SPRINGVILLE — Who are you going to be for Halloween? I take this question very seriously and spend a lot of time surveying the costumes available in frightening displays at temporary storefronts and party stores, throughout the area.
Last year marked my first time hosting trick-or-treaters of my own, since I had been living with my parents or at the very top of an apartment complex, prior to getting married, and I decided to celebrate the occasion by going as “all out” as I could afford.
Standing amidst mothers holding children screaming for a “Twilight Vampire” or “Avatar” costume, I glanced over the array of cheap, overpriced ensembles, alarmed by the amount of skin the smiling, preteen models were showing. It terrifies me that such young trick-or-treaters are traipsing around our neighborhoods, wearing such revealing getups. Who knows what might be out there, amidst faux ghouls and plastic goblins? What happened to warm, enveloping M&M colors and Mickey Mouse costumes?
Finally deciding on a long, glittery, scary queen costume, I added a few bags of pricey goodies to my cart. On Halloween night, I piled candy into a bowl, put on my cheesy costume and waited for the doorbell to ring.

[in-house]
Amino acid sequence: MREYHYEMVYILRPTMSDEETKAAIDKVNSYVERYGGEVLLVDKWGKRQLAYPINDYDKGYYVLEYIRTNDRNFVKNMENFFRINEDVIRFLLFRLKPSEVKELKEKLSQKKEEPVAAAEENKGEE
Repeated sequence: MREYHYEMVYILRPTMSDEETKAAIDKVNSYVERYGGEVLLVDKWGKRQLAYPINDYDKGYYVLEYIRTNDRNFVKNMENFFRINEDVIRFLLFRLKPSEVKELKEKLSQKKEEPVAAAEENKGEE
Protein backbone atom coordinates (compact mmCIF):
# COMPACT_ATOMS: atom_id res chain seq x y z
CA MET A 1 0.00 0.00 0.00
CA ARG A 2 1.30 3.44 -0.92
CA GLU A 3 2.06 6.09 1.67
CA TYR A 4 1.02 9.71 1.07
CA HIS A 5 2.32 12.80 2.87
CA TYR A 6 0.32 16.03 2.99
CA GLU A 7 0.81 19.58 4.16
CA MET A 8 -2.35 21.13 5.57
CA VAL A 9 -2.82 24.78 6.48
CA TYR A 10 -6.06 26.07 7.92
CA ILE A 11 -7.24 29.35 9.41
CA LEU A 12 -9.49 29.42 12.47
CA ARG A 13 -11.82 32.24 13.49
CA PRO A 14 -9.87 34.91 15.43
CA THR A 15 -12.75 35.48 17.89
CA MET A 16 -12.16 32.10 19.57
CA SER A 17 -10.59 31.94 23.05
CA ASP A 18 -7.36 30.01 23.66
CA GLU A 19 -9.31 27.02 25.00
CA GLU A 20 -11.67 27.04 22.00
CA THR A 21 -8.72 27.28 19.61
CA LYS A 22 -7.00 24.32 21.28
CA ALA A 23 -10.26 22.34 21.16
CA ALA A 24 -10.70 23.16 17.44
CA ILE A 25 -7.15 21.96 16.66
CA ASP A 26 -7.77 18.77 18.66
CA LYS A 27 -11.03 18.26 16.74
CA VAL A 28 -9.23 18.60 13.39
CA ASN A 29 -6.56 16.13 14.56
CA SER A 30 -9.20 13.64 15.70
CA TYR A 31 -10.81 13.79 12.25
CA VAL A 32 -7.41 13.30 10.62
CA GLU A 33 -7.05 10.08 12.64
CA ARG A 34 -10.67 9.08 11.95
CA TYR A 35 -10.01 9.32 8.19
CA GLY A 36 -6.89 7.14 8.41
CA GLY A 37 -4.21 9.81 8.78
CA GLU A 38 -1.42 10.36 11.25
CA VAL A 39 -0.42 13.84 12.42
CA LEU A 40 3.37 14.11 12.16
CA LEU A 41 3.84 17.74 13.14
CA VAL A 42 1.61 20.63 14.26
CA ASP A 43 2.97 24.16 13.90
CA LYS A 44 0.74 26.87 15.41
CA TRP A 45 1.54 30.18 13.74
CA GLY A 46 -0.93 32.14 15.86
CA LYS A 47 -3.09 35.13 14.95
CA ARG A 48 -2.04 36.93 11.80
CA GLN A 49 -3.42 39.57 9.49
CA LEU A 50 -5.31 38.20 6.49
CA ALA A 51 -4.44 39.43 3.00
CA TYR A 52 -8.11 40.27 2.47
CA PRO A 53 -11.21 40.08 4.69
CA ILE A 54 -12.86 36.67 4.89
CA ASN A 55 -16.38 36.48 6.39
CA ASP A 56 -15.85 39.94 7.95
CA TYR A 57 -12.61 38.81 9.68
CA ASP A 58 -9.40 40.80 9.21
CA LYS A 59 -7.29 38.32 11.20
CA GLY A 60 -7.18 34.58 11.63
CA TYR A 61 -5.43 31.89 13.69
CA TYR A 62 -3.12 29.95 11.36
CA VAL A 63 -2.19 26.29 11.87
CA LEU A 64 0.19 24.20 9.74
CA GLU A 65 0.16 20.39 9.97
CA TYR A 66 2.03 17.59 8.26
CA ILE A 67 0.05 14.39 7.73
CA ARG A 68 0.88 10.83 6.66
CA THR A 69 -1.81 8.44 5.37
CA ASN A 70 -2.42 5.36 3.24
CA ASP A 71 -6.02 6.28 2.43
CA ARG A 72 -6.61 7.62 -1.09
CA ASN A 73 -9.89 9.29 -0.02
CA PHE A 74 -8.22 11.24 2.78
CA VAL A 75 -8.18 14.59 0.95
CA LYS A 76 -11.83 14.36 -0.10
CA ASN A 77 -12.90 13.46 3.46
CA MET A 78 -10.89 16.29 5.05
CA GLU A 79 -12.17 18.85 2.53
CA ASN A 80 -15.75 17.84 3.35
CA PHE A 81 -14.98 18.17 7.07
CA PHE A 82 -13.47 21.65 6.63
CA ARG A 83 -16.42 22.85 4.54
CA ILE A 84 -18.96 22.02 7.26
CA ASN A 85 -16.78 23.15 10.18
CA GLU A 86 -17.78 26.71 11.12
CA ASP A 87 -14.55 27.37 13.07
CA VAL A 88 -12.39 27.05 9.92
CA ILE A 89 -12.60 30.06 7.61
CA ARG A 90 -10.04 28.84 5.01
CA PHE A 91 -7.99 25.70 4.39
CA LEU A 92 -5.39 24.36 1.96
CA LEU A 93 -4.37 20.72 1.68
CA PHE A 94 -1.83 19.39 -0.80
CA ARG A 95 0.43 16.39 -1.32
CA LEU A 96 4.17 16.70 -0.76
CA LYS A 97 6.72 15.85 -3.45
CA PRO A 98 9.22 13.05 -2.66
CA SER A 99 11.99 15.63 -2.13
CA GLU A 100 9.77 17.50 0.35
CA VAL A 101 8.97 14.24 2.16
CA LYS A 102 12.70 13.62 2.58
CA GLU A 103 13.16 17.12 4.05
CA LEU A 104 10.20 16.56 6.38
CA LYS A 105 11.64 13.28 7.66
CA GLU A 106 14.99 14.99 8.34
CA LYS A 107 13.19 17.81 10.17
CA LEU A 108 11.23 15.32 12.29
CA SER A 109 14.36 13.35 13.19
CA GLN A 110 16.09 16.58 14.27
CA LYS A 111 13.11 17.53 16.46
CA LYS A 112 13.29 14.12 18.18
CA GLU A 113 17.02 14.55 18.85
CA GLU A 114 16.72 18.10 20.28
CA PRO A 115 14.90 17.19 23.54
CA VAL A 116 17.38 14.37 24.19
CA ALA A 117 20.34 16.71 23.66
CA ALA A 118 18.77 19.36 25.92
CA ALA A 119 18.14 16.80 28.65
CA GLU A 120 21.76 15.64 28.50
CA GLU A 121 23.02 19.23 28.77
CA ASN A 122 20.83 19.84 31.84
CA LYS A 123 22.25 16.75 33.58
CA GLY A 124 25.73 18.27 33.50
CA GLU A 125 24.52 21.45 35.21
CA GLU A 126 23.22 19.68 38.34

I was surprised by how much I enjoyed having little cowboys and princesses visit my house. I was rewarded by having one small fairy whisper to me, “You have the best house.” She might tell everyone that, in an attempt to acquire more goodies, but I fell for that line and poured extra hard candies and lollipops into her grinning jack-o’-lantern.
I applaud the parents who took the time out of their day to walk their children around the neighborhood, instead of sending them out in unsupervised droves. I could tell that some of the older children were annoyed by the parental presence, but, considering the alternative, it is always better to be safe than sorry.
Enjoy your spooky, sugar-filled night, but be safe, out there on the dark sidewalks. Don’t let the ghosts get you!